St Tarasios, archbishop of Constantinople (806)
He was a nobleman born in Constantinople, and distinguished himself in a secular career, rising in the year 780 to the rank of protasecretis, Principal Secretary of State to the Emperor Constantine VI and his mother the Empress Irene, who was serving as regent.
His life took a sudden turn when, in 784, Patriarch Paul IV resigned, recommending Tarasios as the only man capable of restoring the Patriarchate, ravaged by the iconoclast heresy, to true Faith and full communion with the other Patriarchates. Tarasios, though unwilling, was virtually forced to accept the Patriarchate by the rulers and the Senate: he agreed at last on condition that an Ecumenical Council be summoned immediately to put an end to the iconoclast heresy. In a few days he was raised from a layman through all the degrees of the clergy and on December 25 784, was consecrated Archbishop of Constantinople.
At Saint Tarasios’ insistence, the Imperial rulers summoned a Church Council, which met at Constantinople in 786. Before its sessions had even begun, iconoclasts burst into the church and drove out the Fathers, who were forced to reconvene in Nicaea, where the first session opened. Patriarch Tarasios presided, and the Council concluded with a condemnation of the iconoclast heresy and the restoration of veneration of the holy images.
As Archbishop, the Saint was a model of humility, compassion, and firmness in the Faith. He refused to have any servants and dressed simply, a living rebuke to the luxury that had corrupted the clergy at that time. His works of charity were so great that he became known to the people as ‘the new Joseph’: he founded hospices and shelters, distributed the Church’s wealth freely to the poor, and often invited the poor to his own table to share his simple fare. He insisted on exercising all gentleness and mercy in restoring repentant heretics to the Church, a policy that met with opposition from the more severe leaders of the Studion monastery. At the same time he was unbending in the defense of the Faith: when the Emperor Constantine came of age he repudiated his wife Mary in order to marry Theodota, one of her servants. The Patriarch refused to bless the adulterous union and threatened the Emperor with excommunication if he persisted in sin. The Emperor had Tarasios imprisoned, forced his licit wife to enter a monastery, and found a priest, Joseph, to bless his second marriage. The following year Constantine was blinded and dethroned, and Tarasios regained his freedom.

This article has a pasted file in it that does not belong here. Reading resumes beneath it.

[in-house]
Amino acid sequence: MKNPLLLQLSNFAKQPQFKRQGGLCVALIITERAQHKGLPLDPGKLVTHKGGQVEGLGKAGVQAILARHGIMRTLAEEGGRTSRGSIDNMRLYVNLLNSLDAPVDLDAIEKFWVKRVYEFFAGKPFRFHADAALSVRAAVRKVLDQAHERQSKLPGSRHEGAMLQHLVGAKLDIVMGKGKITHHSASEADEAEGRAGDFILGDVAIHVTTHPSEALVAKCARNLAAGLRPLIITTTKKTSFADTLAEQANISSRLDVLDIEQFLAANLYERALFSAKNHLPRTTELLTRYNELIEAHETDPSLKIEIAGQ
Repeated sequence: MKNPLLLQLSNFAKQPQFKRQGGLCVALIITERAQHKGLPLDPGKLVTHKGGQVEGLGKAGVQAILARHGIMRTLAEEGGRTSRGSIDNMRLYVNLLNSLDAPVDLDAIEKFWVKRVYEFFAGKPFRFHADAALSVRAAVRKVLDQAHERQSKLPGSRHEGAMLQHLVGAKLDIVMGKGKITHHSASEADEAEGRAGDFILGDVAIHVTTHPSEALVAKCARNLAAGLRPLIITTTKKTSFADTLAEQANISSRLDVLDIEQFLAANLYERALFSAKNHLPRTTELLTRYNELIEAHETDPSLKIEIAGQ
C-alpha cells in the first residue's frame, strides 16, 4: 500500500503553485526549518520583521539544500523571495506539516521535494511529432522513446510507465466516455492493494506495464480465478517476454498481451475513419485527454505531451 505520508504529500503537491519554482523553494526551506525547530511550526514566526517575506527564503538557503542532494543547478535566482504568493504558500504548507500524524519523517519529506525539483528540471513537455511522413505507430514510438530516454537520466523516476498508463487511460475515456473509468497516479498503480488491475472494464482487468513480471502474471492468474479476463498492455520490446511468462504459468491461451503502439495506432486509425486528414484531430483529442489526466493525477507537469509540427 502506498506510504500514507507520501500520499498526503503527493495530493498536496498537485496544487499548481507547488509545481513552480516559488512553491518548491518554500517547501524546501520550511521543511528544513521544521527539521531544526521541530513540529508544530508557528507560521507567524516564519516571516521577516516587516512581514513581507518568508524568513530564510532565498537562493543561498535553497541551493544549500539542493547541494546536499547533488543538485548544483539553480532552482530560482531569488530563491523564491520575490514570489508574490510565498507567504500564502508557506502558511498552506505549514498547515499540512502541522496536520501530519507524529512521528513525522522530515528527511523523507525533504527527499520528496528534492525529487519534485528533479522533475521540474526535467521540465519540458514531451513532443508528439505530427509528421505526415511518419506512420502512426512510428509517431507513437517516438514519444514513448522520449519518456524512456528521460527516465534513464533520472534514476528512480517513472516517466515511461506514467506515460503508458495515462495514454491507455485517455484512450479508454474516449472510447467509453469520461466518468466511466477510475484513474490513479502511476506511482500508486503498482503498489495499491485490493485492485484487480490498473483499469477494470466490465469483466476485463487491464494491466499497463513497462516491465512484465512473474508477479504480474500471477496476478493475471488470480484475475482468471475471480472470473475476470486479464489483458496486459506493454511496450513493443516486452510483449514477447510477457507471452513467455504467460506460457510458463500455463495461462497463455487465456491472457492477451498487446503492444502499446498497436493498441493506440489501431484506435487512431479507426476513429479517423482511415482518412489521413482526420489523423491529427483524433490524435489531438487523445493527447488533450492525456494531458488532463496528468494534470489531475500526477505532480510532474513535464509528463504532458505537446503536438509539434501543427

The holy Patriarch continued to serve his Church faithfully, occupying the episcopal throne for a total of twenty-six years. In his last years, despite a long and painful illness, he continued to serve the Divine Liturgy daily, supporting himself with his staff. In the year 806, serving at the altar, he began to chant from Psalm 85, Bow down thine ear, O Lord, and hear me, and gave up his soul to God.
“In 820, the Emperor Leo the Armenian, who for seven years had supported the iconoclasts and had fiercely persecuted the Orthodox, had a disturbing dream. He saw a stern-looking Saint Tarasius ordering a man by the name of Michael to run Leo himself through with a sword. Six days later, Leo was in fact assasinated by Michael the Stammerer, who seized power… In physical appearance, Saint Tarasius is said to have closely resembled Saint Gregory the Theologian.” (Synaxarion)